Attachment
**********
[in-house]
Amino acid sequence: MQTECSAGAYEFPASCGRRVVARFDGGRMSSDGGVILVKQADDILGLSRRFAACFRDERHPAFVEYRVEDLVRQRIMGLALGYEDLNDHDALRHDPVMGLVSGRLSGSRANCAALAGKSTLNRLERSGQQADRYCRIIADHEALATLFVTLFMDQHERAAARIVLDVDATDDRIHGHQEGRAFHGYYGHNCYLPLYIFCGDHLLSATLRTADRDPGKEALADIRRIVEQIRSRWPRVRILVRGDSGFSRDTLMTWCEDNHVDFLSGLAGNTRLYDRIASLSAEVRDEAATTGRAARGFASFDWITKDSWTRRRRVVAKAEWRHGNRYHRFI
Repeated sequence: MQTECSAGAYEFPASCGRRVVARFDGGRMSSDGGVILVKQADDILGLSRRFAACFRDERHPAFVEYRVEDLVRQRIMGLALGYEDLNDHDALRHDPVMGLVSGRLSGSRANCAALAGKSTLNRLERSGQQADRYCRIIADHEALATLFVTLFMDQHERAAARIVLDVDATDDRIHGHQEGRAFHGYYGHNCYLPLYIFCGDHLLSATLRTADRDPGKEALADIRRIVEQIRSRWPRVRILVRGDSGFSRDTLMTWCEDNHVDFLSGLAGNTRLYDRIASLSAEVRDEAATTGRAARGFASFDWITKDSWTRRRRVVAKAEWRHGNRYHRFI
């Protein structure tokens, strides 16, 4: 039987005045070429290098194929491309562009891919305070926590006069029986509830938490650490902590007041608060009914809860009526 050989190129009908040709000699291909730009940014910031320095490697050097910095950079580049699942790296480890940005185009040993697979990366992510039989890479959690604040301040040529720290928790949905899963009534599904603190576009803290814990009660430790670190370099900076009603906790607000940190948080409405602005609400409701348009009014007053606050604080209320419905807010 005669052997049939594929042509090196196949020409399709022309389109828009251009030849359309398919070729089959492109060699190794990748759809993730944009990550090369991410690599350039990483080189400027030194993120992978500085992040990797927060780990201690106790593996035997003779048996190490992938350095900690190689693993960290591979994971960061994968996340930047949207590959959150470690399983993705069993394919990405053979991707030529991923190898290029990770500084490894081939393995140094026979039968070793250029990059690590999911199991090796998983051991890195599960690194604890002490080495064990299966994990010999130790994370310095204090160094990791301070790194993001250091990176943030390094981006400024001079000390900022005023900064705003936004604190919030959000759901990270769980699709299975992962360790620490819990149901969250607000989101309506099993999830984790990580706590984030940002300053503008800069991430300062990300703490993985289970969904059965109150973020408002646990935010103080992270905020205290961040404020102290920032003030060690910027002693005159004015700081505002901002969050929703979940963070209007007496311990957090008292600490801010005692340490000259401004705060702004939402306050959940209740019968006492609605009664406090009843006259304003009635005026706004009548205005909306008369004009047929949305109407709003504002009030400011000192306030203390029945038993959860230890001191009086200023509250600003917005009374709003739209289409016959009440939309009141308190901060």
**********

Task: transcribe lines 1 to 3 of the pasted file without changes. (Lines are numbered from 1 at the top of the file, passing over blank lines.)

[in-house]
Amino acid sequence: MQTECSAGAYEFPASCGRRVVARFDGGRMSSDGGVILVKQADDILGLSRRFAACFRDERHPAFVEYRVEDLVRQRIMGLALGYEDLNDHDALRHDPVMGLVSGRLSGSRANCAALAGKSTLNRLERSGQQADRYCRIIADHEALATLFVTLFMDQHERAAARIVLDVDATDDRIHGHQEGRAFHGYYGHNCYLPLYIFCGDHLLSATLRTADRDPGKEALADIRRIVEQIRSRWPRVRILVRGDSGFSRDTLMTWCEDNHVDFLSGLAGNTRLYDRIASLSAEVRDEAATTGRAARGFASFDWITKDSWTRRRRVVAKAEWRHGNRYHRFI
Repeated sequence: MQTECSAGAYEFPASCGRRVVARFDGGRMSSDGGVILVKQADDILGLSRRFAACFRDERHPAFVEYRVEDLVRQRIMGLALGYEDLNDHDALRHDPVMGLVSGRLSGSRANCAALAGKSTLNRLERSGQQADRYCRIIADHEALATLFVTLFMDQHERAAARIVLDVDATDDRIHGHQEGRAFHGYYGHNCYLPLYIFCGDHLLSATLRTADRDPGKEALADIRRIVEQIRSRWPRVRILVRGDSGFSRDTLMTWCEDNHVDFLSGLAGNTRLYDRIASLSAEVRDEAATTGRAARGFASFDWITKDSWTRRRRVVAKAEWRHGNRYHRFI